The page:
Northern Ireland’s Department for Communities is extending the regulations for the period of notice a landlord must give a tenant before a possession claim is made to court.
The Private Tenancies (Coronavirus Modifications) Act - introduced in Northern Ireland at the start of the pandemic - obliges landlords to give tenants a 12-week notice to quit period before seeking a court order to begin proceedings to evict.
This is now to be extended to May 4 2022.
The 12-week notice period in relation to all tenancies, which had been due to return to their pre-COVID position after September 30 remains in place.
The position for notice periods where the ground for giving notice relates to anti-social behaviour or domestic violence also remains the same, as they have reverted to the pre-COVID position.
Propertymark recommends that agents, landlords, and tenants “continue to work together during this period to avoid the need for commencing or pursuing possession proceedings.”
Propertymark policy manager Daryl McIntosh says: “With very few local council areas suppressing the coronavirus and cases continuing to climb, it has come as no surprise the Executive intend to further the measures to protect tenants.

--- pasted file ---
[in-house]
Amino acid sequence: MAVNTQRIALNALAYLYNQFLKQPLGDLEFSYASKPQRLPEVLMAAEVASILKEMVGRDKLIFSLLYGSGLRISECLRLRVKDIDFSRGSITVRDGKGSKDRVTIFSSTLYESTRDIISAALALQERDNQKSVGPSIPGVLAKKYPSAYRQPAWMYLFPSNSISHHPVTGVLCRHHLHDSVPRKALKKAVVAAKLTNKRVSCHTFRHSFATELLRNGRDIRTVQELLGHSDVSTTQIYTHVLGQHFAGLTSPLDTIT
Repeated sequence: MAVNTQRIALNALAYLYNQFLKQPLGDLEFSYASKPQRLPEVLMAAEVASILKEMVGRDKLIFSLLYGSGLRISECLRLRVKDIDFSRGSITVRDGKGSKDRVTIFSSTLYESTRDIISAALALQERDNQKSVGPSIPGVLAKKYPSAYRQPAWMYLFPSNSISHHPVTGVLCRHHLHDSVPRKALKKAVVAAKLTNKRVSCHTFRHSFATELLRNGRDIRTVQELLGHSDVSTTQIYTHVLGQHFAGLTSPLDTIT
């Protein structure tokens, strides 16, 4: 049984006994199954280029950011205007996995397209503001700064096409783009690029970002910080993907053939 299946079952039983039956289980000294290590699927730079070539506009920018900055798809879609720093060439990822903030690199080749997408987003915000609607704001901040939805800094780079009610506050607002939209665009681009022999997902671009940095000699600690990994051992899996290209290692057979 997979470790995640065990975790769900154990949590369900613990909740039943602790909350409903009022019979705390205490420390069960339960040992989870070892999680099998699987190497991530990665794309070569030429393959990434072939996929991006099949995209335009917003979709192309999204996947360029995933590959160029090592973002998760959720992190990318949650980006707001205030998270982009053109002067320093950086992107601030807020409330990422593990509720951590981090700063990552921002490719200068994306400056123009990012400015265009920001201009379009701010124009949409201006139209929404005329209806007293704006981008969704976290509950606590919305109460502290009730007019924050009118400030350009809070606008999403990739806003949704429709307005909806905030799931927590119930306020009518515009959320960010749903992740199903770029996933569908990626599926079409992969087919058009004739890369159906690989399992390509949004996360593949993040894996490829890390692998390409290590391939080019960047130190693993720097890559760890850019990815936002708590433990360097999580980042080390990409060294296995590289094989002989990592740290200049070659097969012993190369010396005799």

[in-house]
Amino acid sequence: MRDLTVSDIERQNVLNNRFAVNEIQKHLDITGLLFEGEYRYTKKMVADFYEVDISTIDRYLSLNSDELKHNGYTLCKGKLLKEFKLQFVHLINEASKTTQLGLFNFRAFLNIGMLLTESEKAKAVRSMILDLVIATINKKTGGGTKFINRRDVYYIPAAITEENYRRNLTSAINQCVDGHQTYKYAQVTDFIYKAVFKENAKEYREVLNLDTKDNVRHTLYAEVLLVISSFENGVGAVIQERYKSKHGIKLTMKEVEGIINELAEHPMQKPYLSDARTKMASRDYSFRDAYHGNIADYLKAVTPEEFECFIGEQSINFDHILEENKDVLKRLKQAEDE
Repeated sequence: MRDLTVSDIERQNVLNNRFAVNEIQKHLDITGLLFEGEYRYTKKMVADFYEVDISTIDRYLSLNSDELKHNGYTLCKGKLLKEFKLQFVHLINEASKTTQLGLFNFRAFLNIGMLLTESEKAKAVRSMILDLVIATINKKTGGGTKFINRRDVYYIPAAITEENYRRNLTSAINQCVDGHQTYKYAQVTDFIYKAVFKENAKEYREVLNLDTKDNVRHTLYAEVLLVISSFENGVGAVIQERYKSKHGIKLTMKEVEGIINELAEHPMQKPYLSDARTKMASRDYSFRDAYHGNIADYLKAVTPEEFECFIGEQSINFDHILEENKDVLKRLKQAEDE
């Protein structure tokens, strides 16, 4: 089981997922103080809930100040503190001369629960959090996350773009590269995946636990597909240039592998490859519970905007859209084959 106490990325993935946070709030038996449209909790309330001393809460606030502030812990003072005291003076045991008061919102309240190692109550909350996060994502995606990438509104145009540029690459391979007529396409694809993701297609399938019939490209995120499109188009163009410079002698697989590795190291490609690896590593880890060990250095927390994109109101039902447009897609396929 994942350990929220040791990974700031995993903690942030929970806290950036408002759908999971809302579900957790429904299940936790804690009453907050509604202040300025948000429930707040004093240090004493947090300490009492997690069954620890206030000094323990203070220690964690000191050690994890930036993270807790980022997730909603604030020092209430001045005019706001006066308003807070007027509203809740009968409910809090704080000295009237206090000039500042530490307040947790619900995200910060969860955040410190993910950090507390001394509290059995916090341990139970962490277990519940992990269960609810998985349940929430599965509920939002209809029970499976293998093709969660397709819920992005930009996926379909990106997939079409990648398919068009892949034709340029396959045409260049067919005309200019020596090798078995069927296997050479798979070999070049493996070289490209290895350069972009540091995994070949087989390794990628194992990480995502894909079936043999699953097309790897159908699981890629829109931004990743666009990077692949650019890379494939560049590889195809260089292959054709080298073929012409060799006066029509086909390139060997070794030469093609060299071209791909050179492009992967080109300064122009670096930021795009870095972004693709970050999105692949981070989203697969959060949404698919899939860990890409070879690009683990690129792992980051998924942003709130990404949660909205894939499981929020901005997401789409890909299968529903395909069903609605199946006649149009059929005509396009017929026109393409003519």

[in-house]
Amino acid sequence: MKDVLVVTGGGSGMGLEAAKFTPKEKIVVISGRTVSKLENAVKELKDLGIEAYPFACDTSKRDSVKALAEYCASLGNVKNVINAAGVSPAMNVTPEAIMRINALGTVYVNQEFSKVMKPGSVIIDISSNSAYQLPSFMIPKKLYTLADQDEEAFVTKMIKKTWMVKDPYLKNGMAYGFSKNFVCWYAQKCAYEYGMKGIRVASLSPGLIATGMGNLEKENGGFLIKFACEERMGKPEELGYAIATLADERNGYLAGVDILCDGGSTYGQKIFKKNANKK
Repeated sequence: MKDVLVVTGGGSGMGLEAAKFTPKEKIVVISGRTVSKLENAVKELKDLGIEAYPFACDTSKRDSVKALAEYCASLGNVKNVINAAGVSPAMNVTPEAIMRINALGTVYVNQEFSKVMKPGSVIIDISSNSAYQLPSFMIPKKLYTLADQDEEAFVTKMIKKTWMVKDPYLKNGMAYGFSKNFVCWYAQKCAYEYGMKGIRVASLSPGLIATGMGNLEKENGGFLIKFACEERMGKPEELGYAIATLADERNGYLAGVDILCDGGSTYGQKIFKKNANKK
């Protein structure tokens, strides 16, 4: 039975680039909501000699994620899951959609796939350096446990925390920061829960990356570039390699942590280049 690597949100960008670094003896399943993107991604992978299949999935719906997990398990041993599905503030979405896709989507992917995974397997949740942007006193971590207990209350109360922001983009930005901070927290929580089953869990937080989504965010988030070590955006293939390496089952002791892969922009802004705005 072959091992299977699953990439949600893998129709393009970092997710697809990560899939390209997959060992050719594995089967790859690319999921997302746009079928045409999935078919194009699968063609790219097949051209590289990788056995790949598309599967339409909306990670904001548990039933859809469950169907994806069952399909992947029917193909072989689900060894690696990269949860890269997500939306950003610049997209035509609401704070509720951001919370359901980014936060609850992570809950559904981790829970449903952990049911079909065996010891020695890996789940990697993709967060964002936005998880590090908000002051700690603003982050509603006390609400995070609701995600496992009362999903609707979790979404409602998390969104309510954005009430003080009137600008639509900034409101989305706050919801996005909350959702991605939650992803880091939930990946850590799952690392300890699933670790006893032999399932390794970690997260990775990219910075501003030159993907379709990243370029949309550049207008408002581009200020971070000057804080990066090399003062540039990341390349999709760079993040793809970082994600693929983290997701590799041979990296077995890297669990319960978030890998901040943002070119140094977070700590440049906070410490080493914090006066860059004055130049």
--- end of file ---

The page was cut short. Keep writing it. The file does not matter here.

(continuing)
“However, it is not clear on what evidence the decision to extend the temporary legislation is based on, what the scale of the issues are, if any, and whether the extended notice periods are resolving problems.
“To maintain confidence between landlords and tenants, the Executive must frequently outline the requirements to continue with the extended notice periods and look to review the temporary regulations on a regular period.”
Communities Minister Deirdre Hargey says: “I have considered very carefully the balance between landlords’ interests as property owners and the protection of those in need during this pandemic to ensure people are not facing eviction in this challenging time.
“Whilst it is clear that the overall situation is greatly improved from the beginning of the pandemic, there is still some way to go. I’m mindful of the economic disruption which may emerge as other protections unwind.”